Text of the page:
Our successful daily cognitive functioning relies heavily on our ability to select and process only a small subset of the information that is registered by our sensory organs and ignore the rest. The cognitive mechanism responsible for this is known as selective attention and has been studied vastly using various methodologies including behavioral experiments, electrophysiological, and neuroimaging studies, and computational modeling.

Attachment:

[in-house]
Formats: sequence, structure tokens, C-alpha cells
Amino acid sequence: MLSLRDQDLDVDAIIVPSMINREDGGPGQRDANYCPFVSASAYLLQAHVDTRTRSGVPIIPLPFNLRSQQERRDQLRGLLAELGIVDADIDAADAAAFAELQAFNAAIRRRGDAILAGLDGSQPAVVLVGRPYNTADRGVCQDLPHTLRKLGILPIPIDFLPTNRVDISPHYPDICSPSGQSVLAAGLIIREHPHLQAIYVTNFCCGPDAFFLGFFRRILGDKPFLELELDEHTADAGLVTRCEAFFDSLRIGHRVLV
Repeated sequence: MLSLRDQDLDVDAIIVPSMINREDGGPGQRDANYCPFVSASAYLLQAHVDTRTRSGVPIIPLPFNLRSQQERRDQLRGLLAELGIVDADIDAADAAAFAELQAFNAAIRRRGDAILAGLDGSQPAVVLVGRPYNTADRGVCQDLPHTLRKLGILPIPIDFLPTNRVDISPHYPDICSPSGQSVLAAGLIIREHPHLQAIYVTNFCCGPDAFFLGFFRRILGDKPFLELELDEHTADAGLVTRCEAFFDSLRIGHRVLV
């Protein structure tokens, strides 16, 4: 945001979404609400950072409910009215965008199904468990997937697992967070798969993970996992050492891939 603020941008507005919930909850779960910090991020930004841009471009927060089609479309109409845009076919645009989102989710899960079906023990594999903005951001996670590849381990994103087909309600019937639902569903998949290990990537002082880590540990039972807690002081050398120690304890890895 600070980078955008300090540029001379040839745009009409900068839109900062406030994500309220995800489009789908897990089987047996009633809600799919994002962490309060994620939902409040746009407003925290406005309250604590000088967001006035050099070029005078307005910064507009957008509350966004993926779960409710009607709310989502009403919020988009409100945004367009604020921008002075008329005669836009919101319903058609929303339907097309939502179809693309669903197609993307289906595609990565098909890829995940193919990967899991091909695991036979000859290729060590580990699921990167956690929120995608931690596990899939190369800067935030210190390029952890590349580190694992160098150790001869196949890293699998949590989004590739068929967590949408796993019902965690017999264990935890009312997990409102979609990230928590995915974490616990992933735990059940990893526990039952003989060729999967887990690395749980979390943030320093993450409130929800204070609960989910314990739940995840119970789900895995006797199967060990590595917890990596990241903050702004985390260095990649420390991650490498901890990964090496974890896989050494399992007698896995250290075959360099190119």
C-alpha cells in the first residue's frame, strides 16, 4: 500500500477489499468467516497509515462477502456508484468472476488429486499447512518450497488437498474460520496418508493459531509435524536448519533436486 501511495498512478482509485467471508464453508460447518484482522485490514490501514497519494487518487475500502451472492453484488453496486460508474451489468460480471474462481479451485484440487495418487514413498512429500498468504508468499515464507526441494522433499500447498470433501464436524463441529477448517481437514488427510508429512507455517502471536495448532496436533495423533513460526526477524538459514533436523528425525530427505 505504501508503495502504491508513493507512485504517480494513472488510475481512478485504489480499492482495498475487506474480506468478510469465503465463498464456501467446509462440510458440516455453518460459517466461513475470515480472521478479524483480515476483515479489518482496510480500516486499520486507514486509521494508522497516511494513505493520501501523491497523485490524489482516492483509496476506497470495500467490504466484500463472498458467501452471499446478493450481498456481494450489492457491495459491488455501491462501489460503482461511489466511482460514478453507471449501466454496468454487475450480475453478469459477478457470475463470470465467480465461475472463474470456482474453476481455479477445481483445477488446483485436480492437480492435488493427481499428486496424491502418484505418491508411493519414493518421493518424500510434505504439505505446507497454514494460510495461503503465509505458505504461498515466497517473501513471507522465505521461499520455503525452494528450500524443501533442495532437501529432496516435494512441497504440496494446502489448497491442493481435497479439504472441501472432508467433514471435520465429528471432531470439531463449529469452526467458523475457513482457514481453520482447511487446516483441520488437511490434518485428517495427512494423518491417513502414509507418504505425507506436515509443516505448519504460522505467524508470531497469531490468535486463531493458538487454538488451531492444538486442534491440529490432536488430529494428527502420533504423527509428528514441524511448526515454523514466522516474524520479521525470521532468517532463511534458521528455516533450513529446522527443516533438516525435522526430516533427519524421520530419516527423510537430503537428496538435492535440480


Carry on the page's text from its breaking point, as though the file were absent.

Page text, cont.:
A central topic of debate in the field of selective attention has been the locus of attentional filtering within the stream of information processing. On one hand, “early selection” theories of attention (e.g., Broadbent, 1958) placed selection of visual stimuli at an early stage of processing claiming that it takes place on the basis of physical characteristics of stimuli such as their color, orientation etc., and prior to extracting their meaning. On the other hand, “late selection” theories (e.g., Deutsch and Deutsch, 1963) posited that selection occurs at a later stage and after all stimuli have been processed semantically. In between, the “attenuation” theory (e.g., Treisman, 1960) proposed that the selection process is the outcome of a filtering mechanism that attenuates rather than completely blocks the unattended stimuli whose threshold of activation is lowered based on significance, conditional probability, or contextual constraint. It is now accepted that the locus of selection is flexible (Chun and Wolfe, 2000; Luck and Hillyard, 2000; Luck and Vecera, 2002) and promising theories, such as the Perceptual Load theory (PLT) have been proposed to reconcile the debate concerning the locus of selection (in which we return to shortly).